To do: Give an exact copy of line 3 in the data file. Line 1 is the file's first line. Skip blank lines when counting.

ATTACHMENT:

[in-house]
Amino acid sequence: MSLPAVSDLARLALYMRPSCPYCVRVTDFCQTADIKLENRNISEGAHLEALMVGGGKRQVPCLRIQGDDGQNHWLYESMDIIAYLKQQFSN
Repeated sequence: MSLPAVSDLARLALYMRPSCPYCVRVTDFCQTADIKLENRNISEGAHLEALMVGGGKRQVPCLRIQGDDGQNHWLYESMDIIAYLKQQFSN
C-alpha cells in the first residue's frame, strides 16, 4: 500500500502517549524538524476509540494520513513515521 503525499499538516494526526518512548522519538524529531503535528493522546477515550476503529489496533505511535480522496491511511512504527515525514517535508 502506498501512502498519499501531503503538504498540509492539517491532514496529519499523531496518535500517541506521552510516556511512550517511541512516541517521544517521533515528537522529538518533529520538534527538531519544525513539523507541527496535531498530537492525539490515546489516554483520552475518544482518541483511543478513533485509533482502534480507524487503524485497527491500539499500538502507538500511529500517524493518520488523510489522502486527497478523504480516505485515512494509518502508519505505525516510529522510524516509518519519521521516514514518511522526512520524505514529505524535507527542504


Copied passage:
Repeated sequence: MSLPAVSDLARLALYMRPSCPYCVRVTDFCQTADIKLENRNISEGAHLEALMVGGGKRQVPCLRIQGDDGQNHWLYESMDIIAYLKQQFSN